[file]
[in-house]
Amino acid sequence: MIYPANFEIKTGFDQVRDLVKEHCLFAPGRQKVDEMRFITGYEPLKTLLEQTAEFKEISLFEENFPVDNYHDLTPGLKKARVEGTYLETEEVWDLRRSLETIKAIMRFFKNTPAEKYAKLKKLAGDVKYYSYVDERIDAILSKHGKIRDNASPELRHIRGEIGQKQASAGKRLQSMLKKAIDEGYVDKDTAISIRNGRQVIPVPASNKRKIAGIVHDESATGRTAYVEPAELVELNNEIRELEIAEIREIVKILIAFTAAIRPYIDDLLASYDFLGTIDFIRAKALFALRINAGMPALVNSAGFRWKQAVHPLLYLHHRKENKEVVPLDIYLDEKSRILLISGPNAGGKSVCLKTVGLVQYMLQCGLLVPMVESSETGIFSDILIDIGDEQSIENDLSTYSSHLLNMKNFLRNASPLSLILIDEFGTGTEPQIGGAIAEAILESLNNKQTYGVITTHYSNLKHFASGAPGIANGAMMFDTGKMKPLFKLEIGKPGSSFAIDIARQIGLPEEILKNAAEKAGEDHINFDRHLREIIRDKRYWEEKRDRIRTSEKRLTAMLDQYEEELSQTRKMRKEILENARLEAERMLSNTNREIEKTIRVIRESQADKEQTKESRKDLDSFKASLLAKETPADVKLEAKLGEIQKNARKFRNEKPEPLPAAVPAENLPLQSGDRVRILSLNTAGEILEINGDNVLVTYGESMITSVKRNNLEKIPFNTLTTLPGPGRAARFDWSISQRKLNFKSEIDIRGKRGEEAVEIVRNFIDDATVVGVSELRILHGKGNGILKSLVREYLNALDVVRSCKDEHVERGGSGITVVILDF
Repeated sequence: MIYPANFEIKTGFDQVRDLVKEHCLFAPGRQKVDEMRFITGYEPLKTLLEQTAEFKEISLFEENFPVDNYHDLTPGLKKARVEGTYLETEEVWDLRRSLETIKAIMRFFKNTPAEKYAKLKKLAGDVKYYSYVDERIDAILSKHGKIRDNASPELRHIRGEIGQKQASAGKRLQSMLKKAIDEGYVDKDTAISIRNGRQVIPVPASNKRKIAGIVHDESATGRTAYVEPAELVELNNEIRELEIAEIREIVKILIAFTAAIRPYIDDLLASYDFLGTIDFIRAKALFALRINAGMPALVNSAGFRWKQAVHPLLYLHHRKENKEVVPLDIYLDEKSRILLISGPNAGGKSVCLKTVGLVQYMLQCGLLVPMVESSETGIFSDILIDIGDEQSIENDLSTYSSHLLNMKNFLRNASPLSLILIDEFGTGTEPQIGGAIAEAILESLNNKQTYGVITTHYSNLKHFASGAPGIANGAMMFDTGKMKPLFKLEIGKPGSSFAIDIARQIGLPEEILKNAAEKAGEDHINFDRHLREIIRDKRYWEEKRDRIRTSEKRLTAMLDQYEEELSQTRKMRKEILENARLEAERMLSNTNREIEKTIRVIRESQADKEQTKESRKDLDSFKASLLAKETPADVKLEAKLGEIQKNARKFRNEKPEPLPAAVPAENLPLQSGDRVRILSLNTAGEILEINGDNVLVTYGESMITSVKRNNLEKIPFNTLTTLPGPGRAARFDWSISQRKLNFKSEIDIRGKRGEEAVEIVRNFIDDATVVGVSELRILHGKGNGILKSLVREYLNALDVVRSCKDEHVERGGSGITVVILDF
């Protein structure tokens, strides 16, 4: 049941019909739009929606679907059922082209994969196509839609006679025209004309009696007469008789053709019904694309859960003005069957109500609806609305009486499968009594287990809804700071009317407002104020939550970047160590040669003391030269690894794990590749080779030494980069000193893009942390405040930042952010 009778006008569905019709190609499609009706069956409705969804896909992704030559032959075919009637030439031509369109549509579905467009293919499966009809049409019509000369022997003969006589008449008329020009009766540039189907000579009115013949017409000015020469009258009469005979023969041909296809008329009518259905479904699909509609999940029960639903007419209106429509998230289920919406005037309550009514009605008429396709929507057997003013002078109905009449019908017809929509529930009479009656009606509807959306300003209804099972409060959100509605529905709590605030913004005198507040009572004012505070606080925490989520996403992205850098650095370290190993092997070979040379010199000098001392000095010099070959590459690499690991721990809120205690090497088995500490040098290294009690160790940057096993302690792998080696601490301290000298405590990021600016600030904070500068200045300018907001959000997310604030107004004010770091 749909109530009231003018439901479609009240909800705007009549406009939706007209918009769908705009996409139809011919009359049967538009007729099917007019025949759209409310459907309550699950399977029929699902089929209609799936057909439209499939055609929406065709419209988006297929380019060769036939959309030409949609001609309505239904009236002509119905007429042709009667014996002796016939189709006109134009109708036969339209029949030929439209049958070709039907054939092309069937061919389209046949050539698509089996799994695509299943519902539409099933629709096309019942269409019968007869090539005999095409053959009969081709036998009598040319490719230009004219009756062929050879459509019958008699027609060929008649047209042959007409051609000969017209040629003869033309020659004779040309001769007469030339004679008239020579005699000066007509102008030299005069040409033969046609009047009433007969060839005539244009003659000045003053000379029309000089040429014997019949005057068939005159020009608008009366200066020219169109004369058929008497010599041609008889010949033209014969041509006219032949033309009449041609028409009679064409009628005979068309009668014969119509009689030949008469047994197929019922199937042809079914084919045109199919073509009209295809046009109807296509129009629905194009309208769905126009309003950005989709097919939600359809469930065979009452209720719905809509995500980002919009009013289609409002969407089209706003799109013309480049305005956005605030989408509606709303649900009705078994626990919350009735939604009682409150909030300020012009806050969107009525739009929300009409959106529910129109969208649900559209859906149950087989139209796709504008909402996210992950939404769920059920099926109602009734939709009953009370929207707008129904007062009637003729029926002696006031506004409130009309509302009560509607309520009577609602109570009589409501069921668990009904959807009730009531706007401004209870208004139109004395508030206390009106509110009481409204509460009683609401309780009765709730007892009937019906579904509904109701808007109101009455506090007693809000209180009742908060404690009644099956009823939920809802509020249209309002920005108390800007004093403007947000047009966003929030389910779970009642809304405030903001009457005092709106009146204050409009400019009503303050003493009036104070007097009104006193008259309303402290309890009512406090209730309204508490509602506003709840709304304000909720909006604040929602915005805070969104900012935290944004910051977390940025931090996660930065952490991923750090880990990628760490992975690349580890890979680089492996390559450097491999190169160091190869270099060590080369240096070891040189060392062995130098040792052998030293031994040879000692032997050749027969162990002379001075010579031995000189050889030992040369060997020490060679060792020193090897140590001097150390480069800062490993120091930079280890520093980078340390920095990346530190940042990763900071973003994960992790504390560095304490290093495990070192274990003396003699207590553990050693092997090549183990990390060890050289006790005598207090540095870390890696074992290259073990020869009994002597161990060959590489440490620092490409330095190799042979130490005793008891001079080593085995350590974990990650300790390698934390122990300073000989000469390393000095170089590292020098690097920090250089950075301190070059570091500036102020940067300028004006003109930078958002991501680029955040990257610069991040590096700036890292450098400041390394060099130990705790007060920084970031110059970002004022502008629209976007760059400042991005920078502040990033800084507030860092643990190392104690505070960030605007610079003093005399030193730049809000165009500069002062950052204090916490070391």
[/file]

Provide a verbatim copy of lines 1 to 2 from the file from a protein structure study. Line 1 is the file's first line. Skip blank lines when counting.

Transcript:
[in-house]
Amino acid sequence: MIYPANFEIKTGFDQVRDLVKEHCLFAPGRQKVDEMRFITGYEPLKTLLEQTAEFKEISLFEENFPVDNYHDLTPGLKKARVEGTYLETEEVWDLRRSLETIKAIMRFFKNTPAEKYAKLKKLAGDVKYYSYVDERIDAILSKHGKIRDNASPELRHIRGEIGQKQASAGKRLQSMLKKAIDEGYVDKDTAISIRNGRQVIPVPASNKRKIAGIVHDESATGRTAYVEPAELVELNNEIRELEIAEIREIVKILIAFTAAIRPYIDDLLASYDFLGTIDFIRAKALFALRINAGMPALVNSAGFRWKQAVHPLLYLHHRKENKEVVPLDIYLDEKSRILLISGPNAGGKSVCLKTVGLVQYMLQCGLLVPMVESSETGIFSDILIDIGDEQSIENDLSTYSSHLLNMKNFLRNASPLSLILIDEFGTGTEPQIGGAIAEAILESLNNKQTYGVITTHYSNLKHFASGAPGIANGAMMFDTGKMKPLFKLEIGKPGSSFAIDIARQIGLPEEILKNAAEKAGEDHINFDRHLREIIRDKRYWEEKRDRIRTSEKRLTAMLDQYEEELSQTRKMRKEILENARLEAERMLSNTNREIEKTIRVIRESQADKEQTKESRKDLDSFKASLLAKETPADVKLEAKLGEIQKNARKFRNEKPEPLPAAVPAENLPLQSGDRVRILSLNTAGEILEINGDNVLVTYGESMITSVKRNNLEKIPFNTLTTLPGPGRAARFDWSISQRKLNFKSEIDIRGKRGEEAVEIVRNFIDDATVVGVSELRILHGKGNGILKSLVREYLNALDVVRSCKDEHVERGGSGITVVILDF